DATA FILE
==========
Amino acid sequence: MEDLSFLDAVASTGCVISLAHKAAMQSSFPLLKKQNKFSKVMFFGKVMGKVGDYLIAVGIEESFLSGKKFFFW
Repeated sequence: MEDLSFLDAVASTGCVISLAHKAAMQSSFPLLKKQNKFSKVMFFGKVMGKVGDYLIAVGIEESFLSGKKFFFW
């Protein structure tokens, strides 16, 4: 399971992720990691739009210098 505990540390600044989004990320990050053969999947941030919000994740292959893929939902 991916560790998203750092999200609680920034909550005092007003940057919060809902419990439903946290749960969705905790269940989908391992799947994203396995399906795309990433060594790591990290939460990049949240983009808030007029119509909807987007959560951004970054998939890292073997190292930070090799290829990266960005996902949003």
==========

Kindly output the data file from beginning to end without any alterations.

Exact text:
Amino acid sequence: MEDLSFLDAVASTGCVISLAHKAAMQSSFPLLKKQNKFSKVMFFGKVMGKVGDYLIAVGIEESFLSGKKFFFW
Repeated sequence: MEDLSFLDAVASTGCVISLAHKAAMQSSFPLLKKQNKFSKVMFFGKVMGKVGDYLIAVGIEESFLSGKKFFFW
């Protein structure tokens, strides 16, 4: 399971992720990691739009210098 505990540390600044989004990320990050053969999947941030919000994740292959893929939902 991916560790998203750092999200609680920034909550005092007003940057919060809902419990439903946290749960969705905790269940989908391992799947994203396995399906795309990433060594790591990290939460990049949240983009808030007029119509909807987007959560951004970054998939890292073997190292930070090799290829990266960005996902949003």